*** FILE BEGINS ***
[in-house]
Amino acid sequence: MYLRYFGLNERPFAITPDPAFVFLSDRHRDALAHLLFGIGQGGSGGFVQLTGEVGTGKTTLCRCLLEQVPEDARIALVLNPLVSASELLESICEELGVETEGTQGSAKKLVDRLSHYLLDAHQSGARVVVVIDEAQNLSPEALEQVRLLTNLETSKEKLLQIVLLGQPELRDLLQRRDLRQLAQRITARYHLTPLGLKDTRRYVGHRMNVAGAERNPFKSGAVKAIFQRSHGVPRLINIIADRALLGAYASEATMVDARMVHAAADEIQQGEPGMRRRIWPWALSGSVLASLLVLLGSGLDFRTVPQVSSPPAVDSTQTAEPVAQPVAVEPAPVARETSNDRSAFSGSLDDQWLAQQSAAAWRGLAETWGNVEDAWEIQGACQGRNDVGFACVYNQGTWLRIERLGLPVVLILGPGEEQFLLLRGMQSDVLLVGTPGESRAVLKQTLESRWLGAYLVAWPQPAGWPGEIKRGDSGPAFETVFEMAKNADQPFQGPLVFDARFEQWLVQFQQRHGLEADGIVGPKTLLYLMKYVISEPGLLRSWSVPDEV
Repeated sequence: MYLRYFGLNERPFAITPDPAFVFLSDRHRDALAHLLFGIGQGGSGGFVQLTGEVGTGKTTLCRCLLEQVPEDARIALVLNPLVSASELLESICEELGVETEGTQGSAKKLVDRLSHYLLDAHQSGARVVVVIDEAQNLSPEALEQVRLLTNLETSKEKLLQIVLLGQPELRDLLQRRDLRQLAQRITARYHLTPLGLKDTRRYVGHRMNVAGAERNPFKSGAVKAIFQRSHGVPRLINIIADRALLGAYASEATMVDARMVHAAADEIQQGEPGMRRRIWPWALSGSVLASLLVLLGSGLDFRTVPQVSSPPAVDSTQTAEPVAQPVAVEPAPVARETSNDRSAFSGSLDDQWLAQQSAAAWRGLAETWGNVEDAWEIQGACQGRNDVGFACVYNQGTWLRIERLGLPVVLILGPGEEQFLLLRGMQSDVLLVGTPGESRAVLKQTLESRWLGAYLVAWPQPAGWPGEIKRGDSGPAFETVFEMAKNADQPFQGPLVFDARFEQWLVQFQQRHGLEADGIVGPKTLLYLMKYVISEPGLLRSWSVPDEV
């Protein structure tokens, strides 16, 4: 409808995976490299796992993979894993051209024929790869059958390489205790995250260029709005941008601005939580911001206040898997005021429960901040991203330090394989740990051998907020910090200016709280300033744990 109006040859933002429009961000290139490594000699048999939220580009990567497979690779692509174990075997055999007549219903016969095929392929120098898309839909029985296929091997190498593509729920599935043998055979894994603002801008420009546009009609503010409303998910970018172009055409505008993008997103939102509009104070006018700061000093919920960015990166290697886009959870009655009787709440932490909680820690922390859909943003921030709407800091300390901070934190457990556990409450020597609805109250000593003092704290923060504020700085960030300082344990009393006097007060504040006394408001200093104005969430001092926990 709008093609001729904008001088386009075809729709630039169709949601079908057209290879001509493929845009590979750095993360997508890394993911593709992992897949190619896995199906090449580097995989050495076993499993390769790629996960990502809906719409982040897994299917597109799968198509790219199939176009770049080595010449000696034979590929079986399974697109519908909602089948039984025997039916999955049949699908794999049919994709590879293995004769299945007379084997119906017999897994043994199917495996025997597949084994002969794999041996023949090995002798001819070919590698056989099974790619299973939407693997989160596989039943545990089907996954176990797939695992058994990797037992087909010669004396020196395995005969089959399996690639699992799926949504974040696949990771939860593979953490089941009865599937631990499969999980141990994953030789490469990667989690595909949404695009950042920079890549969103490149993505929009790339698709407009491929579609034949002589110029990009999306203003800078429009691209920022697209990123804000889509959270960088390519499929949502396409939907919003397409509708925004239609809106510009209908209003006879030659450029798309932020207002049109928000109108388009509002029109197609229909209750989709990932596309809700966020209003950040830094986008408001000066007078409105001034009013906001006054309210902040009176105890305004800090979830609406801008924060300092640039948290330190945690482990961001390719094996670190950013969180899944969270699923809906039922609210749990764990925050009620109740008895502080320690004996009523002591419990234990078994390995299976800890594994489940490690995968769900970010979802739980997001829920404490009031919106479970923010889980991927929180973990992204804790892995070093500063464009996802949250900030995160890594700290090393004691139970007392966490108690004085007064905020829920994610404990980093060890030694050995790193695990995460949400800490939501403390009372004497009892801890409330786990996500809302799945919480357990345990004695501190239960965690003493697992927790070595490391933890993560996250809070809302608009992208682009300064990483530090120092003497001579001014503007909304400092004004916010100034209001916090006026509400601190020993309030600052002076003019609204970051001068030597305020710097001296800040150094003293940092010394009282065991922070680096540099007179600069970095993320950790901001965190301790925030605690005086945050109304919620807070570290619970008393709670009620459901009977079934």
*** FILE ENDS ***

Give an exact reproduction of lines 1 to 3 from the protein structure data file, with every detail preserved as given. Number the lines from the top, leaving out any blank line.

[in-house]
Amino acid sequence: MYLRYFGLNERPFAITPDPAFVFLSDRHRDALAHLLFGIGQGGSGGFVQLTGEVGTGKTTLCRCLLEQVPEDARIALVLNPLVSASELLESICEELGVETEGTQGSAKKLVDRLSHYLLDAHQSGARVVVVIDEAQNLSPEALEQVRLLTNLETSKEKLLQIVLLGQPELRDLLQRRDLRQLAQRITARYHLTPLGLKDTRRYVGHRMNVAGAERNPFKSGAVKAIFQRSHGVPRLINIIADRALLGAYASEATMVDARMVHAAADEIQQGEPGMRRRIWPWALSGSVLASLLVLLGSGLDFRTVPQVSSPPAVDSTQTAEPVAQPVAVEPAPVARETSNDRSAFSGSLDDQWLAQQSAAAWRGLAETWGNVEDAWEIQGACQGRNDVGFACVYNQGTWLRIERLGLPVVLILGPGEEQFLLLRGMQSDVLLVGTPGESRAVLKQTLESRWLGAYLVAWPQPAGWPGEIKRGDSGPAFETVFEMAKNADQPFQGPLVFDARFEQWLVQFQQRHGLEADGIVGPKTLLYLMKYVISEPGLLRSWSVPDEV
Repeated sequence: MYLRYFGLNERPFAITPDPAFVFLSDRHRDALAHLLFGIGQGGSGGFVQLTGEVGTGKTTLCRCLLEQVPEDARIALVLNPLVSASELLESICEELGVETEGTQGSAKKLVDRLSHYLLDAHQSGARVVVVIDEAQNLSPEALEQVRLLTNLETSKEKLLQIVLLGQPELRDLLQRRDLRQLAQRITARYHLTPLGLKDTRRYVGHRMNVAGAERNPFKSGAVKAIFQRSHGVPRLINIIADRALLGAYASEATMVDARMVHAAADEIQQGEPGMRRRIWPWALSGSVLASLLVLLGSGLDFRTVPQVSSPPAVDSTQTAEPVAQPVAVEPAPVARETSNDRSAFSGSLDDQWLAQQSAAAWRGLAETWGNVEDAWEIQGACQGRNDVGFACVYNQGTWLRIERLGLPVVLILGPGEEQFLLLRGMQSDVLLVGTPGESRAVLKQTLESRWLGAYLVAWPQPAGWPGEIKRGDSGPAFETVFEMAKNADQPFQGPLVFDARFEQWLVQFQQRHGLEADGIVGPKTLLYLMKYVISEPGLLRSWSVPDEV